Here’s how it goes: I’m sitting in the cozy-chair, you know, the one you can sit in and stare out the window pondering over life’s big questions (or wonder why the neighbor doesn’t clean the graffiti off their truck -I mean doesn’t it bother them?), or lounge sideways in with my legs draped over one arm, head cradled on the other, and I’m reading my latest book, in this case, Joshua Ferris’ Then We Came to the End, a fun book about life in a big, gossipy office. The other members of the household are going about their business, say, brewing a batch of beer, or walking through the room to get a snack before going back to settle in front of the TV watching some ultimate fighting show I don’t really understand. (Why aren’t they wearing gloves? They can kick there?) I start piquing their interest (and you have to know this whole process of enticing is pretty much unconscious; people are just naturally curious to be in-the-know) by laughing out loud, if it genuinely makes me laugh, or letting out an incredulous “whoa!” which really gets them, like when you’re talking on the phone and they only hear your end of the conversation and they’re just dying to hear what you were talking about when you hang up. (“What? Oh I don’t know, nothing.” or “A week before Christmas Aunt Brenda had this pain in her stomach and finally decided she needed to go the doctor and they found…..size of a watermelon…”)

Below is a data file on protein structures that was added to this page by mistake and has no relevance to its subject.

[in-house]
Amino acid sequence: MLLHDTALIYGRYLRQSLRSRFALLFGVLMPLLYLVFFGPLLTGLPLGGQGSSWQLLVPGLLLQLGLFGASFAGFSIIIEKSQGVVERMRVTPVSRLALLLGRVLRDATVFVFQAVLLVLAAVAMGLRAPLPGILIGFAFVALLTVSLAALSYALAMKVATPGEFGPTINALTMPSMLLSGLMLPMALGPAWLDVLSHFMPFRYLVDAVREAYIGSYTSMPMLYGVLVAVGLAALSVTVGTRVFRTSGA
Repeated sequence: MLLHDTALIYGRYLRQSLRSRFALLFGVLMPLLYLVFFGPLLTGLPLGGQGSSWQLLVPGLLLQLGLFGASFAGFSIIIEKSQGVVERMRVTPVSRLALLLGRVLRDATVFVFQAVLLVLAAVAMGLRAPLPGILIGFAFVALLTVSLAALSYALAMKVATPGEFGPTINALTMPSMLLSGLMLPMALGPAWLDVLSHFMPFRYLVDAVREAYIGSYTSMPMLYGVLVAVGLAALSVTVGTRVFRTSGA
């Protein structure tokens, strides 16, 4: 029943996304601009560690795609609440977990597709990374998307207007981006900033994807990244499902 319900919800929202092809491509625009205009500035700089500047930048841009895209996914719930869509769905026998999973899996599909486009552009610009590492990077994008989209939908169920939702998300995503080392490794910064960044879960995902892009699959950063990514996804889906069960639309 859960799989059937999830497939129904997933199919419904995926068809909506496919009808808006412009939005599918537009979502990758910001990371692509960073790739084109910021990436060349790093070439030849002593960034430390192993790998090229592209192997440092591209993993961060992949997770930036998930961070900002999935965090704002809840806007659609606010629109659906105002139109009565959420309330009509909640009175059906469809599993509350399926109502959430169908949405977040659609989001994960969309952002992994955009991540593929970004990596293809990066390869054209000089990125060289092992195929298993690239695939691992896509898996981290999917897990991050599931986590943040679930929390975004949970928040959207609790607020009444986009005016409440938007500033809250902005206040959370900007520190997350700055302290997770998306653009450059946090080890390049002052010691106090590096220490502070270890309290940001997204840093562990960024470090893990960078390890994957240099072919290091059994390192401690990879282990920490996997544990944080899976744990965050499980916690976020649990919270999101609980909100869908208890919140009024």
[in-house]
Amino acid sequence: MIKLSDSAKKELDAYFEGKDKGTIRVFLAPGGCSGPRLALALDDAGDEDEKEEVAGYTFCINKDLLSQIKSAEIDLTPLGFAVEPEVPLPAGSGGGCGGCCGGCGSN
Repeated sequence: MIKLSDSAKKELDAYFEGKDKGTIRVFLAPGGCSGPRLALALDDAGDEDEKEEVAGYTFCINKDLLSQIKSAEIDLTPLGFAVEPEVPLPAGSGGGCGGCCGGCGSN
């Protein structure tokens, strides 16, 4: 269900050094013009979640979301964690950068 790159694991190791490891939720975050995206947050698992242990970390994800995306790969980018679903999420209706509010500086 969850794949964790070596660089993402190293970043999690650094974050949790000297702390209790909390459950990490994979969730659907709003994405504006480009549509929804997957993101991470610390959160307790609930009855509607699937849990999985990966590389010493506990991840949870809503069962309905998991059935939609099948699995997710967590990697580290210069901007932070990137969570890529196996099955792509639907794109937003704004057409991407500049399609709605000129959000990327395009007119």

What I do next is pose a seemingly random question, but in direct reference to the book, of course, like “Do you think you could do your job for one entire day without touching a keyboard or a mouse?” The most likeable character in Then We Came to the End, Benny, does achieve this in a creative and humorous way, although after some debate my household does not believe it would be possible in reality. Another query I had while reading this book was “If someone shot you with a paintball-gun, in say, an office setting, would you be able to tell if it was a real gun? Would you be scared?” This question was flatly dismissed and shrugged off in a rather masculine way by both of the (male) members of family, until I elaborated a bit with the fact that the paintball-gun wielder was dressed as a clown, and maybe was a bit disgruntled….
The last tidbit I threw out to finally push them over the edge and say “What book are you reading?” a sure indication they were interested and wanted to read it soon, is when I tell them this one character, Benny again, has become aware of a phenomenon that mostly happens at work, where “one person would say something and the person listening would have positively no idea what he or she meant, but not wanting to appear rude, or worse, dense, or alternatively, not caring to waste any more time, it was easier just to nod or laugh along than it was to pause and inquire what that person really meant.” Benny responds to this realization by answering to all his co-workers one day with quotes from The Godfather….
I’ve finished the book now, and have picked up another in the stack of borrowed books I have (another post on this subject to follow sometime soon). We’ll see if this next one will move me to lure others to be next in line to read it.